Arterial occlusive disease
Arterial Occlusive Disease
Description, Causes and Risk Factors:
Alternative Name: Peripheral arterial occlusive disease (PAOD).
Arteries are blood vessels that take blood from the heart to the rest of the body. These blood vessels can become blocked by a build up cholesterol or a blood clot on the walls of the arteries. When this happens, the result is arterial occlusive disease, also known as peripheral vascular disease (PVD).
Arterial occlusive disease mainly affect the abdominal aorta, its major branches, and the arteries of the legs. Buerger's disease, Raynaud's disease and acrocyanosis are other forms of peripheral artery disease. In most cases the person with this disease will have atherosclerosis.
Arterial occlusive disease result from the obstruction of the large peripheral arteries, the arteries carrying blood to the head, internal organs, and limbs. Obstruction may be caused by the clogging and hardening of the artery walls, stenosis, an embolism, a blockage caused by a blood clot, an air bubble, a piece of tissue, or a foreign object.
Another major cause of peripheral arterial disease is diabetes.
Other causes include:
1. Build-up cholesterol in the arteries.
2. An infection.
3. A blood clot, where small clots become lodged in the arteries.
4. Swelling of the arteries.
Risk factors Include:
High blood pressure.
Family history of atherosclerosis.
People who are obese.
Occlusive peripheral arterial disease is common among older people because it often results from atherosclerosis, which becomes more common with aging. Occlusive peripheral arterial disease may affect 15 to 20% of people older than 70. The disease is particularly common among people who have ever smoked regularly and among those who have diabetes, whether type 1 or type 2.
Severe aching pain in their toes or feet at night.
The most severe forms of lower extremity peripheral vascular disease manifest as ulcerations or sores of the toes and feet that fail to heal and gangrene.
Pain in the leg muscles, particularly calves.
Other symptoms Include:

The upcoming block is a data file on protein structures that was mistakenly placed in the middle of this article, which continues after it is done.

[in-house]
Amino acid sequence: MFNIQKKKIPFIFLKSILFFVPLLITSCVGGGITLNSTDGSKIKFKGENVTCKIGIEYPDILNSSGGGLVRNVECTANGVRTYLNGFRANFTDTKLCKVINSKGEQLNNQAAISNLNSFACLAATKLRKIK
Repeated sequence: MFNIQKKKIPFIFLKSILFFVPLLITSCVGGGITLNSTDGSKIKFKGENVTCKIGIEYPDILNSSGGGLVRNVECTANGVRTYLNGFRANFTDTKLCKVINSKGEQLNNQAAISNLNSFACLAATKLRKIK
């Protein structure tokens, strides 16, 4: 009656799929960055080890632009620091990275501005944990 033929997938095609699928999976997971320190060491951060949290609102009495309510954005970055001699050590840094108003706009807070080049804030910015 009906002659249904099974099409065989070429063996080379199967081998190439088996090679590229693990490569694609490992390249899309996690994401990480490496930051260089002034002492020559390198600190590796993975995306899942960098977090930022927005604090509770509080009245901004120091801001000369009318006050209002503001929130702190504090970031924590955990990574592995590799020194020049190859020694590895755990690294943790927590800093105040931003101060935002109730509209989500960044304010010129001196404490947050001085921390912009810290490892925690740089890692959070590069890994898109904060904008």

Pain at rest.
Pain in the legs at night.
Hair loss on the arms or legs.
Red, blue, or pale skin on the affected limb.
Sores on the arms or legs that would not heal.
The diagnosis of occlusive peripheral arterial disease is based on the symptoms and the results of a physical examination.
In most instances the diagnosis is clear from the clinical history. The clinical examination should include
1. Examination of peripheral pulses femoral/popliteal/foot.
2. Abdominal palpation for aneurysm.
3. The healthcare provider may detect weak or absent pulses in the affected arm or leg. With a stethoscope, the provider can often hear a bruit.
Other Imaging and Testing Methods Include:
Magnetic resonance angiography.
Computed tomography angiography.
Digital subtraction angiography (DSA).
If symptoms are mild-to-moderate, the disease can be well managed by lifestyle changes such as regular exercise, smoking cessation, and management of related medical conditions such as high cholesterol levels, diabetes, and high blood pressure. Exercise can help tremendously in relieving symptoms. Blood-thinning drugs or other kinds of medication may also be prescribed.
There are five drugs licensed in the UK for the symptomatic treatment of intermittent claudication:
In some cases, a procedure (surgery) may be required to relieve the narrowing in the artery and to restore blood flow to the leg. The arterial stenosis may be treated using minimally invasive procedures such as angioplasty and stenting to improve blood supply to the affected extremity. However, if the disease is advanced, or if it occurs in an artery that is difficult to reach with a catheter, arterial bypass surgery may be necessary in order to restore blood flow.
Disclaimer: The following tests, drugs and medications, surgical procedures are in some way related to, or used in the treatment. The information provided herein should not be used during any medical emergency or for the diagnosis or treatment of any medical condition.
DISCLAIMER: This information should not substitute for seeking responsible, professional medical care.
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